Video: “We Share Your Grief,” Mumbai Dabbawalas Tell King Charles


Mumbai Dabbawala Association stated in a press release, “We share the grief of the family of King Charles”

Mumbai:

As the world pays its tributes to Queen Elizabeth II, who died final Thursday, Mumbai’s meals supply individuals, popularly often known as dabbawalas, additionally joined in to pay their homage to the British monarch. Mumbai Dabbawala Association paid a heartfelt tribute to Queen Elizabeth II at Byculla railway station right now, Subhash Talekar, the president of Mumbai Dabbawala Association, stated in a press release. “We share the grief of the family of King Charles,” the assertion added.

Queen Elizabeth II, the longest-serving monarch of the United Kingdom, died on the Balmoral Castle in Scotland on the age of 96.

“We are very sad to hear about the death of Queen Elizabeth II and all dabbawalas pray that her soul rests in peace,” Mr Talekar had stated earlier as information in regards to the British monarch’s demise broke.

Mumbai’s famed dabbawalas function a globally famend lunchbox supply and return system that provides sizzling lunches from properties and eating places to folks at work.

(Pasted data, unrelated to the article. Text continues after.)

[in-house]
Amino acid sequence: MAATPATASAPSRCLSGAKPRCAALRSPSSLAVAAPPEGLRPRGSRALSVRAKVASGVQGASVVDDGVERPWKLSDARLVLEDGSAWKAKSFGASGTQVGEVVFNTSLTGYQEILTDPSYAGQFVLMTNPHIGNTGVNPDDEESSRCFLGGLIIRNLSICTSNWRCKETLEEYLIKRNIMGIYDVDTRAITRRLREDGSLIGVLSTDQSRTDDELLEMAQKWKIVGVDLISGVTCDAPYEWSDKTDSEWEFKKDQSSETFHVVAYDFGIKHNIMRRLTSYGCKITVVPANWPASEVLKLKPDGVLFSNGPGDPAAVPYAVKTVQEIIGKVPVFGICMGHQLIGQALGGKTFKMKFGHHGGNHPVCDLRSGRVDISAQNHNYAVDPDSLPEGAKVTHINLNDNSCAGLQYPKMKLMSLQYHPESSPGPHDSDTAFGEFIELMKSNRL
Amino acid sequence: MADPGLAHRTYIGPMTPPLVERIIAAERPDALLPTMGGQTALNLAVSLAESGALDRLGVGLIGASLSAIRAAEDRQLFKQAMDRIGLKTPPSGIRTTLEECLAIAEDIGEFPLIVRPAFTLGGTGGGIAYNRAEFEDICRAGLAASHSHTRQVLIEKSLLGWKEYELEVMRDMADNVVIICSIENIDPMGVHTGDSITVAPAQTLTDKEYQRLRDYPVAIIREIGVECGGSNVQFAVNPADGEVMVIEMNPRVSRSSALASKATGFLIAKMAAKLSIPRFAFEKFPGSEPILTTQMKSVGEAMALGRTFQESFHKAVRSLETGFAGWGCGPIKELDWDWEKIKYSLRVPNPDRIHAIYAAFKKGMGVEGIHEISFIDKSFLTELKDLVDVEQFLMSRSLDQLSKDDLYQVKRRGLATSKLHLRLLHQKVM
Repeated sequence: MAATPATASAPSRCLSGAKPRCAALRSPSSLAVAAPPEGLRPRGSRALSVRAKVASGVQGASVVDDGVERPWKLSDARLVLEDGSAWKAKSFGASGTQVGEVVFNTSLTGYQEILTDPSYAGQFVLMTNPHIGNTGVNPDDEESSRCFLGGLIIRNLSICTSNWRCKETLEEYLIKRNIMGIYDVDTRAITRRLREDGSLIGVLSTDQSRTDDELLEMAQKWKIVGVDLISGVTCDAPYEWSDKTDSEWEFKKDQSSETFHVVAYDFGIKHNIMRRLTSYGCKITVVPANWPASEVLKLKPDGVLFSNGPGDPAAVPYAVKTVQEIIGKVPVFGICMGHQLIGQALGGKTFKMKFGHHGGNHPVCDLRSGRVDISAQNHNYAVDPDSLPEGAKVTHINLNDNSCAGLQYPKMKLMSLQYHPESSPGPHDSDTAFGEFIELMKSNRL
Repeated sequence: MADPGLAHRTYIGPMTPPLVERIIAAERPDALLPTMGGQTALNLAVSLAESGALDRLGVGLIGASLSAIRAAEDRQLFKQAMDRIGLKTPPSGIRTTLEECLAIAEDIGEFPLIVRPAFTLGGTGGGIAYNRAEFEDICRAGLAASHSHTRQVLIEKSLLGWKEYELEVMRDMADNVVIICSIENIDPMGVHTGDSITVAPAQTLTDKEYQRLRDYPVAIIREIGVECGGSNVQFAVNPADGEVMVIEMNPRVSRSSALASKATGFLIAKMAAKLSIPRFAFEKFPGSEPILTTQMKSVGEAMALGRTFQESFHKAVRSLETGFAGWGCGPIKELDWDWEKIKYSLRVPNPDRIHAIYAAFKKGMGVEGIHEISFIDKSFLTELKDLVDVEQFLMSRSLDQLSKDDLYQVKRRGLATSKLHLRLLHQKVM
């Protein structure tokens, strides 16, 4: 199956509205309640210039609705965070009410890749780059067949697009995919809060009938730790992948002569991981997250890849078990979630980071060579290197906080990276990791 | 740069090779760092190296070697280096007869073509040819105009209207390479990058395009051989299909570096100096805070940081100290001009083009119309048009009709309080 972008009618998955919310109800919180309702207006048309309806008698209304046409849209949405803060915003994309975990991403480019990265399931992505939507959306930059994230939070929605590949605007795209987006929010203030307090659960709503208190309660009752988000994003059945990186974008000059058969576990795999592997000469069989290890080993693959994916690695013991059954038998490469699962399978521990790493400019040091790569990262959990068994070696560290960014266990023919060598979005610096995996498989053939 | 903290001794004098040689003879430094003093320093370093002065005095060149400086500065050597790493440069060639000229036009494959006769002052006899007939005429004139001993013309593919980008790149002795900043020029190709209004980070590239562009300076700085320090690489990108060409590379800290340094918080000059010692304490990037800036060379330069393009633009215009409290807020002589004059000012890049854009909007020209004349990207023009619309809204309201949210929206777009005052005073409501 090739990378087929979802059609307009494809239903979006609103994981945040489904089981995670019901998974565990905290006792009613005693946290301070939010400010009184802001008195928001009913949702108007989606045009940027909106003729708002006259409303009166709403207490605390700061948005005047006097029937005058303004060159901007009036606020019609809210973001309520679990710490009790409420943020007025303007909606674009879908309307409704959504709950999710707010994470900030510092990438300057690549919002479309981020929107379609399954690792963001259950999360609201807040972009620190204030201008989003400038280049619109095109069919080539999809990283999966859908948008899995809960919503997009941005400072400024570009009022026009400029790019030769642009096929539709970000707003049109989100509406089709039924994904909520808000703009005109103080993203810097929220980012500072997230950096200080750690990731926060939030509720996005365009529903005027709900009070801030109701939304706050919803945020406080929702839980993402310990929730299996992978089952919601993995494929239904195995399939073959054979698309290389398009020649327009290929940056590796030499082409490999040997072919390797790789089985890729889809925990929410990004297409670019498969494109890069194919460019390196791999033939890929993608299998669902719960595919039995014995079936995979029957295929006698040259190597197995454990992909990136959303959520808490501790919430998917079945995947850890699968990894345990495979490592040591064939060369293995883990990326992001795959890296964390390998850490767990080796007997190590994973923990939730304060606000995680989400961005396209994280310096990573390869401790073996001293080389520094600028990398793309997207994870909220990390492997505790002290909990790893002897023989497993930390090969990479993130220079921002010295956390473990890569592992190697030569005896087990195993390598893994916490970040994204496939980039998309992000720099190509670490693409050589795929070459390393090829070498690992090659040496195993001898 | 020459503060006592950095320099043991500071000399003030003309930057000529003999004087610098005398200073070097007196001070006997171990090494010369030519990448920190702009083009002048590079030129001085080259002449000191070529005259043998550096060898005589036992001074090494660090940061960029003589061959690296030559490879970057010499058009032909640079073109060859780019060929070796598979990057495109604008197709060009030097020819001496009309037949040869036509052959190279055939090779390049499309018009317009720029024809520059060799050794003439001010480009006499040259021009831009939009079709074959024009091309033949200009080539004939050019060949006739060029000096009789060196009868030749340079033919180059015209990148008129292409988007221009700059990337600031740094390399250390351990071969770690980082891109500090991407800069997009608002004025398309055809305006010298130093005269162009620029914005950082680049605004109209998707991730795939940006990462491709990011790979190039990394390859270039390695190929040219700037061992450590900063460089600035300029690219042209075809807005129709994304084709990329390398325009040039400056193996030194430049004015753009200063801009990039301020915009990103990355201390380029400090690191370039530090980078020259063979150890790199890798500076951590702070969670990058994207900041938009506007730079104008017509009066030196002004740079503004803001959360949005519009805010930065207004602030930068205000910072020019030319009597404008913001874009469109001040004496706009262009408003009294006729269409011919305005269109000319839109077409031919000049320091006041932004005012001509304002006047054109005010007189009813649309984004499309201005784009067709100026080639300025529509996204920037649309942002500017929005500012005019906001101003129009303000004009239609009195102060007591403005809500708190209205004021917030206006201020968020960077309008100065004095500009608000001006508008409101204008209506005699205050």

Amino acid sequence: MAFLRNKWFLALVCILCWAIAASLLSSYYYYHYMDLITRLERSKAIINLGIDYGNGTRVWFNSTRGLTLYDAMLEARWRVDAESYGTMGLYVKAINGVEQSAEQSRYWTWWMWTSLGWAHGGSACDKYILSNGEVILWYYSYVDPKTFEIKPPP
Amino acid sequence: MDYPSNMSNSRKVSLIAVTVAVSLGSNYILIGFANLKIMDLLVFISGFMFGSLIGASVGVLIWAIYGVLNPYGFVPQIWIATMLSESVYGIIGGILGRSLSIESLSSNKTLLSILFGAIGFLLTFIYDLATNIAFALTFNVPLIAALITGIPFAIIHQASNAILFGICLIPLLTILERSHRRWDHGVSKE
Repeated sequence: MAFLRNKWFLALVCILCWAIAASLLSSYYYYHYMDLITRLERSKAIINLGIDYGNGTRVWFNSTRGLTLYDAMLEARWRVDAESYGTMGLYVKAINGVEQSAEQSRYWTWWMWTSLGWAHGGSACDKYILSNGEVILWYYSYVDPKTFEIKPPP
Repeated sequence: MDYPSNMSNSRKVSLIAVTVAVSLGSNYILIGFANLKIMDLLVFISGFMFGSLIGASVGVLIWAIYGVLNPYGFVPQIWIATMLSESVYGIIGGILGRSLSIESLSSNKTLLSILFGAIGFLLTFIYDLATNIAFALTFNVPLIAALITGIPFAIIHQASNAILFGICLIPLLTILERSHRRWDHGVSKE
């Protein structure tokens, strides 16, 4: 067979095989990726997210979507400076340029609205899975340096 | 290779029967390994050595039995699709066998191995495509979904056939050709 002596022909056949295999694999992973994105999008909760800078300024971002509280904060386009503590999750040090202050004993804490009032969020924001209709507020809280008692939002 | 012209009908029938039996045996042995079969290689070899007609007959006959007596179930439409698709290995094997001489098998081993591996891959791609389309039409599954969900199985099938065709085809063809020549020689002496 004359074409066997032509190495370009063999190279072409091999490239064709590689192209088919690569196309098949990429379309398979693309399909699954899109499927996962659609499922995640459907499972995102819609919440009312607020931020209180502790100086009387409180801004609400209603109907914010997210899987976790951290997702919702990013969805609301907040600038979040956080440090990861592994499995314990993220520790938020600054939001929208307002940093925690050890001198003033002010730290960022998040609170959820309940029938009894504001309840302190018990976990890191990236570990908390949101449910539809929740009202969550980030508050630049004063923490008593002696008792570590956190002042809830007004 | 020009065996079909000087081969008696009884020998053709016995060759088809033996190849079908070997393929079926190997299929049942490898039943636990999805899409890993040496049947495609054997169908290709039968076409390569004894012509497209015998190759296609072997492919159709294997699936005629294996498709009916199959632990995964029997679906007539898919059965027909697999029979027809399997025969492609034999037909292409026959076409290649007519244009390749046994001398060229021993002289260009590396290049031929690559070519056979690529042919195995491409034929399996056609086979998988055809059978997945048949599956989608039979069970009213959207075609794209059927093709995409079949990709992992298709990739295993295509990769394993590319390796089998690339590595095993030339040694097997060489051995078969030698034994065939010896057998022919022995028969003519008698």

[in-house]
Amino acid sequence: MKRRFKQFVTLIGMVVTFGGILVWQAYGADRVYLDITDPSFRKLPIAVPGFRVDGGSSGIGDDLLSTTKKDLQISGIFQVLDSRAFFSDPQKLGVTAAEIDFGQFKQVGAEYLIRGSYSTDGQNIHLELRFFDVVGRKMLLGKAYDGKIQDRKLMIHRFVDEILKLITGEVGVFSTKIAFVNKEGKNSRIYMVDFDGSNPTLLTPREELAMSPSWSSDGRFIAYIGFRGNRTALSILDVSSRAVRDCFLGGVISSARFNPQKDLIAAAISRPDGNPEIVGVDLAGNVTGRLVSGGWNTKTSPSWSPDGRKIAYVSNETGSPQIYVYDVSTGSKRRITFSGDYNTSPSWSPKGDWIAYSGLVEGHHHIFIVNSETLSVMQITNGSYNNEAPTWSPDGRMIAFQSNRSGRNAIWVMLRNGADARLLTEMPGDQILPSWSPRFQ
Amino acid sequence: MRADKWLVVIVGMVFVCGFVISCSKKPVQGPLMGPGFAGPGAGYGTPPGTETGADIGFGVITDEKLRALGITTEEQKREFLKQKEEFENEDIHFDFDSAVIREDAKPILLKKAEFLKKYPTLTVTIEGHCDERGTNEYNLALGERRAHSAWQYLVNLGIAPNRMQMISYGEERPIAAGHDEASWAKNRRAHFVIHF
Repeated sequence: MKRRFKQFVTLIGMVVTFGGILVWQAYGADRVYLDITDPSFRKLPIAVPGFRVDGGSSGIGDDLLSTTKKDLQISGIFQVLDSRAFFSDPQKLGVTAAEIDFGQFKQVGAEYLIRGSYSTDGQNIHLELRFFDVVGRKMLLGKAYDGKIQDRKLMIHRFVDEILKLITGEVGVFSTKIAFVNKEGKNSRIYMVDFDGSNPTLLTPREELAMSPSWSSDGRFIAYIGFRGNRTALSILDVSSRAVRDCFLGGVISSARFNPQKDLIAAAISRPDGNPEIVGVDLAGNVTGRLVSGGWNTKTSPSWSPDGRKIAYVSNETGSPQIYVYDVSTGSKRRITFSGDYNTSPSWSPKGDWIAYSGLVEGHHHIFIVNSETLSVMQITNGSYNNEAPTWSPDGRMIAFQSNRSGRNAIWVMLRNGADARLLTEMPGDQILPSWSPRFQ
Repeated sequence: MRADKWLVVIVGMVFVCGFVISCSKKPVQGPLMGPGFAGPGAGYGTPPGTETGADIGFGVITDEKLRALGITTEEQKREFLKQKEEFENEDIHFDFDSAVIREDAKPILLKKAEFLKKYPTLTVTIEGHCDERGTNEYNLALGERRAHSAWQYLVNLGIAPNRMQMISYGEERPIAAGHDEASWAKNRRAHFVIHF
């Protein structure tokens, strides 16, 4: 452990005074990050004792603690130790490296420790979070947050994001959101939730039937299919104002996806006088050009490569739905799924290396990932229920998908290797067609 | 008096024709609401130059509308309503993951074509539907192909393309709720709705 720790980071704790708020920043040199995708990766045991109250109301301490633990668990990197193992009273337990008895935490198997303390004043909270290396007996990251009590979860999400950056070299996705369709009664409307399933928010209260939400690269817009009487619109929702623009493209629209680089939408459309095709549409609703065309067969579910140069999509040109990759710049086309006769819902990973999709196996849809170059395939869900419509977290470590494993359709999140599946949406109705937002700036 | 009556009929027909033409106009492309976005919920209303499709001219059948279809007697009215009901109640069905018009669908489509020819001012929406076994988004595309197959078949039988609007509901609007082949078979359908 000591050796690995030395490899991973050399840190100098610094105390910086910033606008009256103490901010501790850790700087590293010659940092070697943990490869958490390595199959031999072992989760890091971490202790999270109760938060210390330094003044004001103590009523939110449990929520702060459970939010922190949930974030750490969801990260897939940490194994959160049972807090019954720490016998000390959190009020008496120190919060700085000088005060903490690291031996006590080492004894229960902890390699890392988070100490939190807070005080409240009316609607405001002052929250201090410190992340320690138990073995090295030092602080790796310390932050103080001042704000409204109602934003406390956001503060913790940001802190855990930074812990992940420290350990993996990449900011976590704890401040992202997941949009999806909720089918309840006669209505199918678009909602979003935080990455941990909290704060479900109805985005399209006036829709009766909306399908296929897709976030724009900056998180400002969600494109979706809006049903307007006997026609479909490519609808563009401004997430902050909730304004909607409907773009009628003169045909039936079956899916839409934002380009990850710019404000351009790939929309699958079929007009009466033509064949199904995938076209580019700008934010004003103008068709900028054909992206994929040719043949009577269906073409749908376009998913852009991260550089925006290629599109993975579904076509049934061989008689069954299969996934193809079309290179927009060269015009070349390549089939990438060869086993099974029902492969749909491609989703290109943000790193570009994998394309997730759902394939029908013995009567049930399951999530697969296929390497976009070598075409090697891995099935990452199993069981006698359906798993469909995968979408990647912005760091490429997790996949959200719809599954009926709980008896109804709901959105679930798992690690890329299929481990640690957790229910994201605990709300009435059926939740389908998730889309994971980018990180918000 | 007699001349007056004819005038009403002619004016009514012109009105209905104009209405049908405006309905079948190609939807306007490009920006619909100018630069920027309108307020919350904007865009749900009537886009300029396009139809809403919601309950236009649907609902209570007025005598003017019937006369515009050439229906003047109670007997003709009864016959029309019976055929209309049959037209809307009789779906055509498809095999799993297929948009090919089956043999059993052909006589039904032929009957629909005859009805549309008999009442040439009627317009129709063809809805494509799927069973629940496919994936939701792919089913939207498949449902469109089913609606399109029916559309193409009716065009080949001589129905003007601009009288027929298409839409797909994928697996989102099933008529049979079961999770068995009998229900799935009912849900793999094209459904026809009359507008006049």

Raghunath Medge, an workplace bearer with the Nutan Mumbai Tiffin Box Suppliers Association, had stated that he spoke to the Queen and had breakfast together with her twice when he and Sopan Mare, one other dabbawala from Mumbai, had been particular visitors on the royal wedding ceremony of Prince Charles and Camilla Parker-Bowles in April 2005.

The dabbawalas had their first brush with British royalty in November 2003, when Prince Charles met them at Churchgate railway station and was extremely impressed by their work tradition. “The prince was mesmerised, learning about the way we work and heard us with rapt attention,” Mr Medge recalled. The affiliation had despatched a sari for Camilla and a Maharashtrian turban for Prince Charles for his or her wedding ceremony, he stated.

“Prince Charles accepted the gift and extended a special invitation to the association to attend his wedding. He even arranged for the air fare for two people from the association and took care of the other expenses as well,” Mr Medge added.

“We had breakfast twice with Queen Elizabeth and other members of the royal family. She was very humble,” he stated. “Although there was this language barrier, Padmini Devi, who hails from a royal family in Rajasthan and who was an invitee at the wedding, helped with the translations during our conversations with the queen,” Mr Medge stated. He added: “Our first breakfast with the Queen was at Buckingham Palace, while the second breakfast was at Windsor Castle, which was the venue for the royal wedding.”



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